Bloomsbury Children’s Books

Owned by the UK-based Bloomsbury Publishing (home of Harry Potter), Bloomsbury Children’s Books has been an active imprint for about 20 years, offering a wide range of titles from picture books to teen titles. The company publishes 75 to 80 titles a year, including works by authors such as Shannon Hale, author of the Newbery-winning “Princess Academy” series, and Kate Messner, whose The Brilliant Fall of Gianna Z won the E. B. White Read Aloud Award.

Gillian McDunn’s Honestly Elliott was a 2023 Schneider Family Book Award Honor Book, and this summer, Bloomsbury is highlighting McDunn’s latest book, Trouble at the Tangerine, April 2024, ISBN 9781547611003. Targeted to 8–12-year-olds, Trouble at the Tangerine is like Only Murders in the Building for kids. Simon’s family is constantly moving. “It’s one of those ‘#vanlife’ families,” says McDunn. However, Simon decides that the family’s next move is going to be their last—to their “forever home.” But shortly after they move into the Tangerine Pines building, an heirloom ruby necklace is stolen. To keep his parents from thinking about moving again, Simon is compelled to crack the case.

The idea for the book came from McDunn’s love of mysteries. “As much as I love reading mysteries, writing mysteries is even more fun,” she says. “As the clues come together, there are little arcs that pay off quickly. And the entire time kids are reading, it’s increasing their comprehension because they are trying to literally decode what’s going on.”

The book comprises shorter chapters, which makes it perfect for teacher or librarian read-alongs. “It’s also good for kids who are reaching beyond the really young chapter books,” says Beth Eller, senior director of school library marketing. “This book is more like a middle grade reader. It’s a novel, but it’s very accessible.”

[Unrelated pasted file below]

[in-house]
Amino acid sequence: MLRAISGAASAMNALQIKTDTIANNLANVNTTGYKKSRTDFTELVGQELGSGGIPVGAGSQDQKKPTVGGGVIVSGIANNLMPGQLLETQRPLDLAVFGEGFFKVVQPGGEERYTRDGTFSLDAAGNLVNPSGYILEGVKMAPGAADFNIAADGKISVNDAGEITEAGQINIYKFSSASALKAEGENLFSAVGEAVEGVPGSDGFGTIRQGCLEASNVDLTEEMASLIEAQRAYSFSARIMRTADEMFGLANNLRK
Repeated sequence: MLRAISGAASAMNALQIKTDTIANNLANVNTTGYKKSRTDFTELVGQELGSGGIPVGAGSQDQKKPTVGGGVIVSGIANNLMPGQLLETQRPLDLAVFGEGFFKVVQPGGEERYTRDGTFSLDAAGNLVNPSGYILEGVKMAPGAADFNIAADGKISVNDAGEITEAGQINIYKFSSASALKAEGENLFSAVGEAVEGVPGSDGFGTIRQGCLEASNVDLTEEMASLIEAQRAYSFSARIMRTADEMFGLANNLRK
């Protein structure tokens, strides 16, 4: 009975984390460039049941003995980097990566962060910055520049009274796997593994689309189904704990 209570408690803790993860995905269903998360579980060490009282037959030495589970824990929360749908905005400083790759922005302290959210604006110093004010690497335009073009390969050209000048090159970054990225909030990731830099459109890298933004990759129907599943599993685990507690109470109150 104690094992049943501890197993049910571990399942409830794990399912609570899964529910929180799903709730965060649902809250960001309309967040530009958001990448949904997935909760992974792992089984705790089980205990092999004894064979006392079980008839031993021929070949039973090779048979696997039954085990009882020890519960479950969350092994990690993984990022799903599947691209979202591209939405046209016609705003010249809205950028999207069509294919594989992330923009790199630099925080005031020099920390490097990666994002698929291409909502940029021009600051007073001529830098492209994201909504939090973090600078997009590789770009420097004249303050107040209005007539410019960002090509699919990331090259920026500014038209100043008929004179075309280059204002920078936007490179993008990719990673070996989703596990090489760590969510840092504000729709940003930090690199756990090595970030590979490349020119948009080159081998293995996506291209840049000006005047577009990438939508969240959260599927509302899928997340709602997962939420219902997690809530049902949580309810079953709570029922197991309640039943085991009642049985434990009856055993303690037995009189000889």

“Gillian’s books are the kind of books that kids really want to read,” Eller says, “so they’re great independent reading, which is why we want to focus on them for summer reading. This is also a perfect book for family book clubs and those kinds of communities.”

Nomad Press

Based in Vermont, Nomad Press has been publishing children’s books for more than 25 years. The press now specializes in science but has a backlist that also includes social studies and history titles. “We’ve turned our focus to science,” says Content Marketing Manager Andi Diehn. “There’s always room for more science literacy in schools and we support that. We’re a small company of passionate, lifelong learners and we tend to do books about what we’re interested in.” In 2024, Nomad is publishing six titles—two this spring and four in the fall.

This summer, Nomad is highlighting two titles in its “Build It Yourself” series for readers aged 9–12. Renewable Energy: Power the World with Sustainable Fuel with Hands-On Science Activities for Kids by Erin Twamley and Joshua Sneideman, illustrated by Micah Rauch, April 2024, ISBN 9781647411190, is activity-based, as are other books in the series. It teaches kids about solar, wind, geothermal, water, and biofuel energy using explanatory text and hands-on projects, such as creating soda straw rockets, fashioning a light box, and making a solar oven. Each chapter includes “essential questions” to get kids thinking beyond the page, “so they start connecting what they’re learning to how they’re living,” says Diehn.

The Science of Seeds: Why We Eat Maize, Wheat, Rice, and Potatoes with Hands-On Science Activities for Kids by Carla Mooney, illustrated by Micah Rauch, June 2024, ISBN 9781647411121, was inspired by Nomad’s staff’s interest in gardening. “We grow vegetables and flower gardens, so we wanted to do a book about the science of how our food grows,” says Diehn. This fascinating book explores the science of how various crops grow, as well as the history of how ancient peoples defined what we eat today. Activities include seed dispersal, the “nixtamalization” of maize, and recipes.

“Build It Yourself” titles feature QR codes that link to online material—videos, articles, maps, etc.—via a tablet or smartphone. “Kids are really used to looking up information on their phones, on their parents’ phones, or on their computers,” says Diehn, “so we just want to offer that as another layer of learning.” In addition, the books also offer keyword prompts, allowing young readers to search online for related information either from a specific website or on their own. “Research skills are important,” adds Diehn.